Pinup paradise

Girls, girls, girls!

SoHo gallery a pinup paradise

By Mary Shustack

Photographs by Bob Rozycki

Louis Meisel isn’t surprised that for many, the word pinup brings to mind the classic “Vargas girl.”

After all, the art dealer and collector says the iconic works of Peruvian painter Alberto Vargas brought an idealized image of women to a wide audience through the pages of Esquire and later, Playboy, magazines.

“Vargas is the biggest name, because Playboy had six million copies out every month,” Meisel says.

But the Manhattan-based dealer – who’s not only a Photorealism authority but also pinup expert – is more than happy to share a glimpse into the world of pinups that goes far beyond those Vargas girls so popular that their images even graced World War II airplanes.

At the Louis K. Meisel Gallery in SoHo, pinups not only from Vargas but also from Gil Elvgren, Zoë Mozert, Mel Ramos, Greg Hildebrandt and Hajime Sorayama were prominently featured in the recent (and extended) exhibition “Lots’a Naked Ladies … And One Guy.”

No matter the featured show, though, the Meisel gallery has become the destination for savvy pinup collectors from around the world. And Meisel is a collector himself, with a staggering array of works he integrates into the exhibitions. They also have a prominent position in his wonderfully eclectic art-filled home above the gallery, where he not only showcases noted work from Charles Bell, Ramos and dozens of others, but also Clarice Cliff art pottery, vintage ice-cream scoopers, charming genie bottles and official Miss America photographs.

The man, it must be said, is a collector – “It’s what my life has been about” – who knows his stuff. And he is happy to discuss the finer points of the pinup as he walks a visitor or two through the public and private segments of his collection.

Meisel, who with his late business partner Charles G. Martignette, wrote the definitive “The Great American Pin-Up,” formally got into the work in the 1970s.

But the Brooklyn native, who was also raised in Teaneck, N.J., was a fan from the start.

“When I was growing up in the ’50s, the pinup was a big thing, the Playboys and the calendars,” he says.

When he became a dealer, first opening up on Madison Avenue and settling into SoHo in 1973, a major purchase of pinups got the 40-year odyssey under way.

As with any collection, the key is to “find something that people have not paid attention to,” and then, it was the pinup. It complemented, he says, a style he has long championed.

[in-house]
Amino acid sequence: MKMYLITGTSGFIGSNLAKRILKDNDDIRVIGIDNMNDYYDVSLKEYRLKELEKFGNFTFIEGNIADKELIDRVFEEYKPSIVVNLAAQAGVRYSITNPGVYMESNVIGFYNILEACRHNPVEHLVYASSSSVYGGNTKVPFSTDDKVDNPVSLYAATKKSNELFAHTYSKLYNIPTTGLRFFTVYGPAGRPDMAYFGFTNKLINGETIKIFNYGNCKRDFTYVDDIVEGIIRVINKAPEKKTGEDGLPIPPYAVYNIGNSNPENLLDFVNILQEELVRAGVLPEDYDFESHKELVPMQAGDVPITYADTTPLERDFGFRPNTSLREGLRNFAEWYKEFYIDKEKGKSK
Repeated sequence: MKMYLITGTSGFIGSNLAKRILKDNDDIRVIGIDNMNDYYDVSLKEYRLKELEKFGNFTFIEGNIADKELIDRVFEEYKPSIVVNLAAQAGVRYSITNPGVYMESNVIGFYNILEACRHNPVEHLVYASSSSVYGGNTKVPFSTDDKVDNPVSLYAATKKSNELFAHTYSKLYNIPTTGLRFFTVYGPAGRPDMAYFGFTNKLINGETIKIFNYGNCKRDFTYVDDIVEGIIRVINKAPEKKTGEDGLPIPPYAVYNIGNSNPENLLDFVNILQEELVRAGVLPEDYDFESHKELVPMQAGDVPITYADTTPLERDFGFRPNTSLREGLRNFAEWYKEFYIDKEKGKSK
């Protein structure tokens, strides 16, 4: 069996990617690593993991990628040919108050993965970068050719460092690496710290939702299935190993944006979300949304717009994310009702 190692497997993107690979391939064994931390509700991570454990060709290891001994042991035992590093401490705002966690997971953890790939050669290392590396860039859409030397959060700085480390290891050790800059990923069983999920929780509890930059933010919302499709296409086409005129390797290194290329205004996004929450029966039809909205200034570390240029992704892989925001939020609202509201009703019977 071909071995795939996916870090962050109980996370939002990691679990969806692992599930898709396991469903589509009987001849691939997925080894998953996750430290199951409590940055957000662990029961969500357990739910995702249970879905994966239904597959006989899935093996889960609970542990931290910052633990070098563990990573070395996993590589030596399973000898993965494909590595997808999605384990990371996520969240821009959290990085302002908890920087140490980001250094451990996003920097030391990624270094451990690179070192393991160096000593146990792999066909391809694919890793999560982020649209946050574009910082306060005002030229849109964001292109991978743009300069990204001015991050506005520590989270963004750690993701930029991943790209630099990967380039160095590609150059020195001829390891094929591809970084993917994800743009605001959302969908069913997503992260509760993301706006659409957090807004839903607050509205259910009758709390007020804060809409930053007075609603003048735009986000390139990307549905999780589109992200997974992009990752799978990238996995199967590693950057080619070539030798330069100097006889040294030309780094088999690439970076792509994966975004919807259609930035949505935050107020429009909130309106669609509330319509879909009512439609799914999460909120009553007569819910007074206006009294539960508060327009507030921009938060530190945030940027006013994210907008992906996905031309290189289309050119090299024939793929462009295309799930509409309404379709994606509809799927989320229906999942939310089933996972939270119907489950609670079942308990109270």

“American pinup artists were also doing this great realism.”

Meisel will share stories of Martignette (“He was like a detective”) unearthing collections in the unlikeliest of places, of finds they came across and deals they made.


“The golden age of the pinup is really the ’50s,” Meisel says.

But it certainly dates from at least the 1920s, with artists such as Howard Chandler Christy and continues through today.

Vargas, he says, exemplified the era of innocent appeal, with women often buying his work, Meisel says.

“You could buy it and send it to your boyfriend, husband … soldiers overseas.”

From the 1940s into the ’60s, the featured models, whether in evening gown or modest swimsuit, shared a common theme.

“She was sexy but chaste,” Meisel says. They were reflections of the girls the soldiers came home to marry. “It’s not really about nudes.”

With the growth of feminism, the golden age of pinups was over. “It changed and it stopped.”

Today, the focus is different.

While artists such as Hildebrandt and Sorayama continue to create works, there is a different feel.

“In those days, it was basically legs and breasts, there was no ass,” he says. “Now, it’s tits and ass.”

A walk through history

“The pinup room is in here,” he says, leading the way to a treasure trove filled with original art and related ephemera.

There are calendars made for NAPA Auto Parts, with the original art just inches away. There are examples of Miss Sylvania and early ads for Coca-Cola, of themed campaigns and one-of-a-kind treasures.

Through each example, he is able to illustrate a point, a trend, a style.

“The documentation that I’ve got here is endless,” he says.

All of the works are precious to him.

“I’ve had hundreds and hundreds and hundreds,” he says. “I’ve kept the best. They are not for sale.”

Today, he says, collectors will find high asking prices for original works, often starting at six figures. Mass-produced items, such as the calendars, might be scored for a few hundred.

But no matter the price point, Meisel says the majority of pinup collectors are led by the aesthetic.

“They buy it because they love it,” he says. “They’re not investing. It’s for nostalgia.”

And with so many of the works not surviving because of the materials, from paper to pastels, it becomes tougher to find prime examples.

“It’s a very limited supply,” he adds.

But not at Meisel, where the owner himself likes to be sure all who enter enjoy their visit.

“When people come to this gallery, they have fun.”

The Louis K. Meisel Gallery is at 141 Prince St., Manhattan. For more details, visit or call (212) 677-1340.


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